In the UK a collection of trade bodies representing content owners including the record industry’s BPI, the UK Film Council, actors’ union Equity and the Federation Against Copyright Theft used London’s Creative Economy Conference to put pressure on the government to force ISPs to take a more proactive role in policing online piracy – and again pushed for the ultimate sanction of internet disconnection to be introduced under a ‘graduated response’ system. BPI boss Geoff Taylor told the event: “An endless free lunch for consumers when it comes to digital content is unsustainable. Unless ministers strengthen proposals for ISPs to deal with illegal behaviour online a ‘creative crunch’ will follow – investment in new British talent will ultimately dry up. The internet cannot be a place where respect for the law is abandoned. Even though the music business is creatively fit and strong, free-loading reduces investment in new music and in turn threatens the jobs of thousands of young people working in A&R, recording, marketing and promotion“. Taylor called on the government to do three things in the final draft of its much previously reported ‘Digital Britain’ report:“To recognise that the music sector has already transformed its business models online; to take seriously the argument that a “write and sue” policy will not be effective; and to use the time available in this parliament to introduce legislation requiring ISPs to act against persistent illegal downloaders“. In response the Internet Service Provider Association issued the following statement: “ISPA continues to dispute calls from some elements of the creative industries for the disconnection of users or technological measures as a method of dealing with potential infringers of copyright online. ISPA members have consistently explained that significant technological advances would be required if these measures are to reach a standard where they would be admissible as evidence in court. ISPs and consumer groups consider disconnection of users to be a disproportionate response, a view that was recently supported by the European Parliament”.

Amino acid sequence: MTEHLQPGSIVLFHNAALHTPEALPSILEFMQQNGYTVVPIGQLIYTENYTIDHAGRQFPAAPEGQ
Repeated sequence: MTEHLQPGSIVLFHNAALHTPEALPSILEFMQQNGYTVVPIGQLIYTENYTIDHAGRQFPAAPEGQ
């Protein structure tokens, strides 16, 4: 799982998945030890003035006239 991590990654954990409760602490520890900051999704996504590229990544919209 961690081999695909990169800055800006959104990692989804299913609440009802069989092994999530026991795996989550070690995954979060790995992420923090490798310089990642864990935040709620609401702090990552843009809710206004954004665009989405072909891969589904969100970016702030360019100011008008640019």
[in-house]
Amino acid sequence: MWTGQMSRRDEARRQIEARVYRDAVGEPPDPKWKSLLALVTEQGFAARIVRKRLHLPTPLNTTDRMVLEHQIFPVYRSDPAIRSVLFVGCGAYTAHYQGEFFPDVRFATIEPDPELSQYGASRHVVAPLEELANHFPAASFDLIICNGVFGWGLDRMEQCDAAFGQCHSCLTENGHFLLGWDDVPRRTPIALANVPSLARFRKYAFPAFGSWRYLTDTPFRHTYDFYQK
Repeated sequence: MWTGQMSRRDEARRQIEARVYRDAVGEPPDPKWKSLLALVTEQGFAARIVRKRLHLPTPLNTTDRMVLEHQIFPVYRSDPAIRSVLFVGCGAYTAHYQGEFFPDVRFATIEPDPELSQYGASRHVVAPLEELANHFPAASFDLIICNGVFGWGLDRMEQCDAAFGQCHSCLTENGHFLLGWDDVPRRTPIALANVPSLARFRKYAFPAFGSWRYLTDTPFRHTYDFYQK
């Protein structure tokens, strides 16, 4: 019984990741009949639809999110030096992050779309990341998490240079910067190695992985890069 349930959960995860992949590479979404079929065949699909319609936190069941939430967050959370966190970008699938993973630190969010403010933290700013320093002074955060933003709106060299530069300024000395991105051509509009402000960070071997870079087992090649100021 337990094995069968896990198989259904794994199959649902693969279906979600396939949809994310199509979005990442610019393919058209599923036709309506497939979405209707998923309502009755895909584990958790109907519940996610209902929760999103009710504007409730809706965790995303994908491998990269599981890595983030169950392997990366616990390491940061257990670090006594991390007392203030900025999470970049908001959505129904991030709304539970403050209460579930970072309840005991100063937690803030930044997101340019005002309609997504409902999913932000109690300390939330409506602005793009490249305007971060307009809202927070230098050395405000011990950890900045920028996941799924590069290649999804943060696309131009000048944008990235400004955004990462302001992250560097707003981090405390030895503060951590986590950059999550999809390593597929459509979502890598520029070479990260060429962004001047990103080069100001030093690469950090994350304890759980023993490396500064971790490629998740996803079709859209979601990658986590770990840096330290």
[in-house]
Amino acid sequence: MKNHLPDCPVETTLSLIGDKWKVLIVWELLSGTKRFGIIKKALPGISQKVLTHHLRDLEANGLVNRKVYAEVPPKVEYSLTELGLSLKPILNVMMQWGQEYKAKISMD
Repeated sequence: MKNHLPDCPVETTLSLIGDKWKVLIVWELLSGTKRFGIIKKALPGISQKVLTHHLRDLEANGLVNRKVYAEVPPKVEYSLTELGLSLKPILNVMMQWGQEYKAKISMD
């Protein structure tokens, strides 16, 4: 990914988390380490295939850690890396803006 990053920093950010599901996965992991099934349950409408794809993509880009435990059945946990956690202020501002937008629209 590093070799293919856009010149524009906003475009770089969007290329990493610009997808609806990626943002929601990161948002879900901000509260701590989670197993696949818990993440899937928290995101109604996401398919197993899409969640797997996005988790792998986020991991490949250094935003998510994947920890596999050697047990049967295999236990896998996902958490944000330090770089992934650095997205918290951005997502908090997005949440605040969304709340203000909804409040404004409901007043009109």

The ISPA are referring to the European Parliament’s recent rejection of attempts by EU governments (notably France) to crackdown on illegal downloaders of music and film. The measures were part of proposals to update Europe-wide telecommunications rules to allow something approaching ‘three strikes’ but the European Parliament voted 407 to 57 to throw out a compromise reached by EU governments a few weeks ago that would have allowed France’s new law to cut off Internet access. Lawmakers reinstated an earlier demand that “no restriction may be imposed on the fundamental rights and freedoms of … users, without prior ruling by the judicial authorities.” Viviane Reding, the EU’s Telecoms Commissioner said the move was “an important restatement of the fundamental rights of EU citizens.” The proposals will now work their way through the rest of the European legislative process, and could still yet hit other hurdles – but if passed will surely invalidate France’s proposed three strikes plan which does not rely on courts to arbitrate.